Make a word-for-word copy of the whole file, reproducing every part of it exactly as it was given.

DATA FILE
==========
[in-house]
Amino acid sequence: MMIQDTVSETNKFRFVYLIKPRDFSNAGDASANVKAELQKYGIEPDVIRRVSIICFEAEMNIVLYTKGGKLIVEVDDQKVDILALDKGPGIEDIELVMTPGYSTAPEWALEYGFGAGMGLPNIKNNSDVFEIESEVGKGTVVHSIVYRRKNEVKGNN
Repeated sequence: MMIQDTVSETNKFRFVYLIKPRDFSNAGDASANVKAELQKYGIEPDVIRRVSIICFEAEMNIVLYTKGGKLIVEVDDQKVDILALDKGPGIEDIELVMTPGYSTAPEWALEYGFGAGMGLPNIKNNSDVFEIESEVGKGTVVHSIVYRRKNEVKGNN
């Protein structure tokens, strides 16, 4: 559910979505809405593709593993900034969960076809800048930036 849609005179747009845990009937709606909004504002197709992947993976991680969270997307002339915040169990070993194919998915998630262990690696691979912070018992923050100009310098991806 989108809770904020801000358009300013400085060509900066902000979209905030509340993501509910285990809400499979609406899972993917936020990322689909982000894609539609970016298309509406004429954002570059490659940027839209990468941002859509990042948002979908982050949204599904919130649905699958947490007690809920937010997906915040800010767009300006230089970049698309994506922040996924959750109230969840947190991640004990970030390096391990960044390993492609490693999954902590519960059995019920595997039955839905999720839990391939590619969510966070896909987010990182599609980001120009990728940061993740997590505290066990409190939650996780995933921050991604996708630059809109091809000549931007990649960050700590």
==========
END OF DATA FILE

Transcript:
[in-house]
Amino acid sequence: MMIQDTVSETNKFRFVYLIKPRDFSNAGDASANVKAELQKYGIEPDVIRRVSIICFEAEMNIVLYTKGGKLIVEVDDQKVDILALDKGPGIEDIELVMTPGYSTAPEWALEYGFGAGMGLPNIKNNSDVFEIESEVGKGTVVHSIVYRRKNEVKGNN
Repeated sequence: MMIQDTVSETNKFRFVYLIKPRDFSNAGDASANVKAELQKYGIEPDVIRRVSIICFEAEMNIVLYTKGGKLIVEVDDQKVDILALDKGPGIEDIELVMTPGYSTAPEWALEYGFGAGMGLPNIKNNSDVFEIESEVGKGTVVHSIVYRRKNEVKGNN
């Protein structure tokens, strides 16, 4: 559910979505809405593709593993900034969960076809800048930036 849609005179747009845990009937709606909004504002197709992947993976991680969270997307002339915040169990070993194919998915998630262990690696691979912070018992923050100009310098991806 989108809770904020801000358009300013400085060509900066902000979209905030509340993501509910285990809400499979609406899972993917936020990322689909982000894609539609970016298309509406004429954002570059490659940027839209990468941002859509990042948002979908982050949204599904919130649905699958947490007690809920937010997906915040800010767009300006230089970049698309994506922040996924959750109230969840947190991640004990970030390096391990960044390993492609490693999954902590519960059995019920595997039955839905999720839990391939590619969510966070896909987010990182599609980001120009990728940061993740997590505290066990409190939650996780995933921050991604996708630059809109091809000549931007990649960050700590």